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  1. Victoria Grimes, ITV News

The school where calling the register takes no time at all

Bleasdale Primary in Garstang. Credit: ITV News.

It's the school where class sizes aren't really an issue - that's because Bleasdale Primary, near Garstang in Lancashire, has just seven boys and six girls making it, we believe, Britain's smallest school.

But while it may be small the head teacher says they're all one big happy family.

Our Lancashire reporter Victoria Grimes reports:

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World Book Day comes to Lancashire

Thousands of children will get to meet some of their favourite authors at a special event to mark World Book day. 98 schools across the North West are taking part and will get to chat to authors at Preston North End. Frank Cottrell Boyce, famous for scriptwriting as well as children'sbooks will be in attendance. Also Cressida Cowell, who's books How to Train a Dragon have been made into two successful Hollywood movies.

How to train a Dragon has spawned 2 films starring America Ferrara (pictured) Credit: Stefan Rousseau/PA Wire

Labour proposes 'Turing's Law' to pardon convicted gay men

Ed Miliband has announced that a Labour government would pass a “Turing’s law” allowing the relatives of deceased gay men convicted under now-repealed indecency laws to obtain a pardon.

Alan Turing Credit: Press Association

The family of Wilmslow codebreaker Alan Turing have been campaigning for pardons for 49,000 other men persecuted like him for their homosexuality.

Turing, whose work cracking the German military codes was vital to the British war effort against Nazi Germany, was convicted in 1952 for gross indecency with a 19-year-old man.

He was given a postumous royal pardon in 2013.

Under the Labour plan, the family and friends of dead men would be able to apply to the Home Office to have gross indecency convictions quashed where they involved consensual same-sex relationships

Under legislation passed three years ago people still alive with convictions of this kind can already have them expunged from the record.

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Mayor's bursaries help 1800 students

Mayor of Liverpool, Joe Anderson Credit: PA

More than 1800 students have been able to continue their studies thanks to a bursary scheme funded by the Mayor of Liverpool and the city's further education college. The bursary was set up three years ago after the Education Maintenance Grant was scrapped by the Government. Students aged between 16 and 18 whose families receive financial support are eligible for grants worth £20 per week.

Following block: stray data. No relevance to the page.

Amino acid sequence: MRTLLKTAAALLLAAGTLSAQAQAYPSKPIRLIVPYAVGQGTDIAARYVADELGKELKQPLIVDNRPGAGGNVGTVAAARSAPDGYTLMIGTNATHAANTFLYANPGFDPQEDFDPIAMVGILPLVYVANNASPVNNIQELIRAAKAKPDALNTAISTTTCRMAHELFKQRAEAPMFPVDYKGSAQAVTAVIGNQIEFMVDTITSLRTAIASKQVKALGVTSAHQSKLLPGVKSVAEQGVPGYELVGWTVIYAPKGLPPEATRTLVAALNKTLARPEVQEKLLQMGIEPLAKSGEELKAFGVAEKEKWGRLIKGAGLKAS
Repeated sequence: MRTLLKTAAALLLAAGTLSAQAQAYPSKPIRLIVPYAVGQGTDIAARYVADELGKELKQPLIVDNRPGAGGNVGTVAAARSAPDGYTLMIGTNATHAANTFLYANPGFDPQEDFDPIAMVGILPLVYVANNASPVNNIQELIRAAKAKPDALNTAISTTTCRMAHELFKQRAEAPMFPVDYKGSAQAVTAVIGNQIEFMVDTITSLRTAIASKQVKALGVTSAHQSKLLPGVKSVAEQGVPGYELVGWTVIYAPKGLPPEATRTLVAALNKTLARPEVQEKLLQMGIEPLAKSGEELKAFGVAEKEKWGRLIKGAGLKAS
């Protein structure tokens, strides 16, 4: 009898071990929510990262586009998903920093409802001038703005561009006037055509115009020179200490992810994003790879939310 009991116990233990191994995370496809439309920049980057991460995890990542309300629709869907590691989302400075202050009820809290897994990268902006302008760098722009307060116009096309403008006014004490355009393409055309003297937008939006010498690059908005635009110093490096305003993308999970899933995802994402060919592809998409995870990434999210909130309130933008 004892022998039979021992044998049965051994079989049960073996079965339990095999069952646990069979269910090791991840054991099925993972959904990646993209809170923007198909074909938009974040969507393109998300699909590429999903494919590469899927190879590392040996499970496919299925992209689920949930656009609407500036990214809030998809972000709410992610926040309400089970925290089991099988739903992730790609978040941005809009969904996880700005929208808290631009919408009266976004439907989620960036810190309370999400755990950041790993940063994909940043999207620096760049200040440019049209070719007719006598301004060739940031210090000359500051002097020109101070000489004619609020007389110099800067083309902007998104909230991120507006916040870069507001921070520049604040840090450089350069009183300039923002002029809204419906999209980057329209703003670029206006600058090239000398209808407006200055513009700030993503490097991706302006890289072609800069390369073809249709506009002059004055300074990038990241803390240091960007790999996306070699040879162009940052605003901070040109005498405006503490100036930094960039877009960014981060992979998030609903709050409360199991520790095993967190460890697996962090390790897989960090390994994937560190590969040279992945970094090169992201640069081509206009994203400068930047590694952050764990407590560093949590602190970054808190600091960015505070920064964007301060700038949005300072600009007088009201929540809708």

Mayor Joe Anderson will visit the City of Liverpool College today to meet students who have benefitted from the scheme. He says "it's really important for the City that we are developing the right skills in the right sectors and that all young people have access to learning.

Elaine Bowker, the principal of the City of Liverpool College, says over the past three years the bursary scheme has "eased the impact of cuts in education funding and helped support learners with some real financial challenges."

  1. Tim Scott, ITV News

Meet Runcorn's leaders of the future

There are 10 weeks to go the General Election but at one school in Runcorn - they've already chosen their leaders.

In fact the Year 6 classes at Pewithall Primary went a bit further than that - they formed their own political parties, had a campaign, and staged their own ballot.

Tim Scott went to find out who topped the pupil poll:

School holds its own elections

The general election may be a few months away, but one school in the region is already getting in the mood.

Year six students at Pewithall primary in Runcorn have been organising their own elections.

Teachers came up with the idea in a bid to try and get children interested in politics.

Pupils have formed their own parties complete with policies and manifestos and have been debating issues important to them.

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